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Friedsky: Authentic Media from Below in Bolivia

Friedsky: Authentic Media from Below in Bolivia


July 4, 2005
Please Distribute Widely

Narco News publishes a story of independence on this July 4th: a report by our correspondent Jean Friedsky in Bolivia on that country's blossoming independent media movement. Friedsky leads a tour of Bolivia's many grassroots media outlets - "media from below" - that together form an informal, decentralized network that was vital to the social movements' victories in last month's conflicts. With numerous examples of these media's vital role in the mobilizations, Friedsky gives a vibrant, living image of what could serve as a model of authentic, popular communication for other peoples and nations around the world who are facing the oppressive power of the commercial media middlemen.

Friedsky reports:

"On June 7, the day after President Carlos Mesa resigned, the capital of Bolivia was nearing a breaking point. The police had grown intolerant of the month-long street protests, and by mid-day the air downtown was heavy with gas. Gathered on a corner two blocks from the Plaza San Francisco, five older indigenous women huddled around a radio. One of Radio Erbol's reporters was calling in live from the Prado, where, she said, the police were sending out contingents to clear the streets, block by block, to the south and west of this main artery. A group of younger men leaned in to hear as she continued: the police's advance was being challenged by groups of protesters who were re-filling the area, beginning with San Francisco. Before signing off to let her colleague in El Alto report on the conditions above, she confirmed that Congress had again not met, despite the now urgent need to choose a new head of state.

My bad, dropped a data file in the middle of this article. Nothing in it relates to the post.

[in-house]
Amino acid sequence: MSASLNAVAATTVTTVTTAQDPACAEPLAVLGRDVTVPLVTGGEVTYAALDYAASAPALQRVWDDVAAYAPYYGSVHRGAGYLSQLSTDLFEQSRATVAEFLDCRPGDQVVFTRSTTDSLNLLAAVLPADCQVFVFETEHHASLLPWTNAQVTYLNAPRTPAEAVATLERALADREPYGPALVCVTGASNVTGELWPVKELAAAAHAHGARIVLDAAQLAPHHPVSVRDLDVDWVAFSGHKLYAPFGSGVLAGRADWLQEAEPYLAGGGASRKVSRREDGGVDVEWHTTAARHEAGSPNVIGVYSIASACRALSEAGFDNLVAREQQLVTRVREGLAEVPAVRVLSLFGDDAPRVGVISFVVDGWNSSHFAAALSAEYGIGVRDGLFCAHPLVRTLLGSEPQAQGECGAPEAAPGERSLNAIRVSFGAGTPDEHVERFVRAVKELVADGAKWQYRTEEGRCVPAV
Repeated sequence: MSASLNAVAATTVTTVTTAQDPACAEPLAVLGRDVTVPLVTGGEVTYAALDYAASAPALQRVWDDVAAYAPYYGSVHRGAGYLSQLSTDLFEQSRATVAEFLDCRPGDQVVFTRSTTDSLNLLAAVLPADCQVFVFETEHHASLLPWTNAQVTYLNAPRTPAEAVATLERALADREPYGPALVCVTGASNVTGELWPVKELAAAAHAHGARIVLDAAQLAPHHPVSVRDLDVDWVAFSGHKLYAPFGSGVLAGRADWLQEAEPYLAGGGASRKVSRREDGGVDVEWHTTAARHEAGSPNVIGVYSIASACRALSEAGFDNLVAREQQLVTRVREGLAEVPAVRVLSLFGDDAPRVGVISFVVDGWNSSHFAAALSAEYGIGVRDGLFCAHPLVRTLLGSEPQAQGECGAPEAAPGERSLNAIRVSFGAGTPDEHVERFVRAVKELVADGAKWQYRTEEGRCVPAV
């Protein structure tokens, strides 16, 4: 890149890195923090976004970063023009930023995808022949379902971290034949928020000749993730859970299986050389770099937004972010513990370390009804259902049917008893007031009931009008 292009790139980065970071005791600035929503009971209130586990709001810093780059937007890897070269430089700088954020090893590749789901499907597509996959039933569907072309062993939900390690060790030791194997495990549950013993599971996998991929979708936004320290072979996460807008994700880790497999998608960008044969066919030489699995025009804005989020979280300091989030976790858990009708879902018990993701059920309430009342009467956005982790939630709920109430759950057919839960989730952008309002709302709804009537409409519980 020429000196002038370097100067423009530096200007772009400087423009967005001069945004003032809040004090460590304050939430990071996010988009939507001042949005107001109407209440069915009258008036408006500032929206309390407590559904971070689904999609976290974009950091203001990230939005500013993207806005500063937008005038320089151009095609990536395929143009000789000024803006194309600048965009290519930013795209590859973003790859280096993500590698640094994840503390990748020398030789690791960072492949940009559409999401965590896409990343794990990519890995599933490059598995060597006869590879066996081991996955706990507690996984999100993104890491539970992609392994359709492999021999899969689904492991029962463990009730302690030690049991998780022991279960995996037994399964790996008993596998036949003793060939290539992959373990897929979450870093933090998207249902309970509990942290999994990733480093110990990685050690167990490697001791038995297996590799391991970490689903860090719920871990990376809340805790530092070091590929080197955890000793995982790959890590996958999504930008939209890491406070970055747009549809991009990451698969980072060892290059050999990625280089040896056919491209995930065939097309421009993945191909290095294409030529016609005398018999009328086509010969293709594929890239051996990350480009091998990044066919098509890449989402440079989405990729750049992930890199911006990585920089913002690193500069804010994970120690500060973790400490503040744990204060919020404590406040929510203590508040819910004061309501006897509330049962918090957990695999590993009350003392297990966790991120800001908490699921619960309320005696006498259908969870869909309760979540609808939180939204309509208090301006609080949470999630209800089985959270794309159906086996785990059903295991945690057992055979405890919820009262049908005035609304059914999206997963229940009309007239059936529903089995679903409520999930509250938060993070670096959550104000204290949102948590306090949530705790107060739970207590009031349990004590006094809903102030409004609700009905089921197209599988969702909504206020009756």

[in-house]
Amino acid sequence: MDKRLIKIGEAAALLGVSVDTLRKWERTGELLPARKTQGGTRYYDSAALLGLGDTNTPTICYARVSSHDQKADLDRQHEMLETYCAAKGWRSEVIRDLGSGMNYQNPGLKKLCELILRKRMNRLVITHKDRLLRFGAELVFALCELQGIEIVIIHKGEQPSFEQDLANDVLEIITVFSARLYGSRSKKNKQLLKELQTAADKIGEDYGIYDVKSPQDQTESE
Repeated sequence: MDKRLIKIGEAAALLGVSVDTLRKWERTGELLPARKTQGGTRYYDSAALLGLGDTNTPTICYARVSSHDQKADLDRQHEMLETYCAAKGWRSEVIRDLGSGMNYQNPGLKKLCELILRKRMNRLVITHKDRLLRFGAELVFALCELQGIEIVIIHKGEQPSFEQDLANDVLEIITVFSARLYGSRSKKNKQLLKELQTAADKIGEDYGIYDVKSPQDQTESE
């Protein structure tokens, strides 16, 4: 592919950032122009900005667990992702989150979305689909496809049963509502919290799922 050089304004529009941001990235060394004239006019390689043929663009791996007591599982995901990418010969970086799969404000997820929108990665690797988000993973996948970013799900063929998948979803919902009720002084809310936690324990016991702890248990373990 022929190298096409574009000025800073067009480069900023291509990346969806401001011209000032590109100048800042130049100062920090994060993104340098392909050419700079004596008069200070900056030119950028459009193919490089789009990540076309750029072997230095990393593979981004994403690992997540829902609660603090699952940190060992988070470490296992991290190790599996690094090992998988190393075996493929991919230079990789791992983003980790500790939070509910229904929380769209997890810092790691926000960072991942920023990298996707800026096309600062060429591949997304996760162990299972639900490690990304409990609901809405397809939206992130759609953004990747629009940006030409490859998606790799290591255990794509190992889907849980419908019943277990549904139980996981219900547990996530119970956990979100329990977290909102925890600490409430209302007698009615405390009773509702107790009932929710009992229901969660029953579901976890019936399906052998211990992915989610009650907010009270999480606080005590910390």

"Heads shook, cigarettes were passed around and within moments, decisions based on what was just reported were made. Everyone would maintain a presence in the streets - the men would descend to support those confronting the police lines, the women would ascend up and away just one block.

"This scene was typical of the streets in those days. 'During times of conflict, the entire structure [of the radio station] changes... we suspend all other normal programs to bring continuing, live coverage of what is happening in the streets,' states Gladys Mita, the lead social reporter (as in social movements) for Radio Erbol. Operated by a consortium of 70 churches nationwide, Erbol is one of Bolivia's largest national radio networks."

Read the full report in The Narco News Bulletin, here:

http://www.narconews.com/Issue38/article1373.html

From somewhere in a country called América,

Dan Feder
Managing Editor
The Narco News Bulletin
http://www.narconews.com

© Scoop Media

 
 
 
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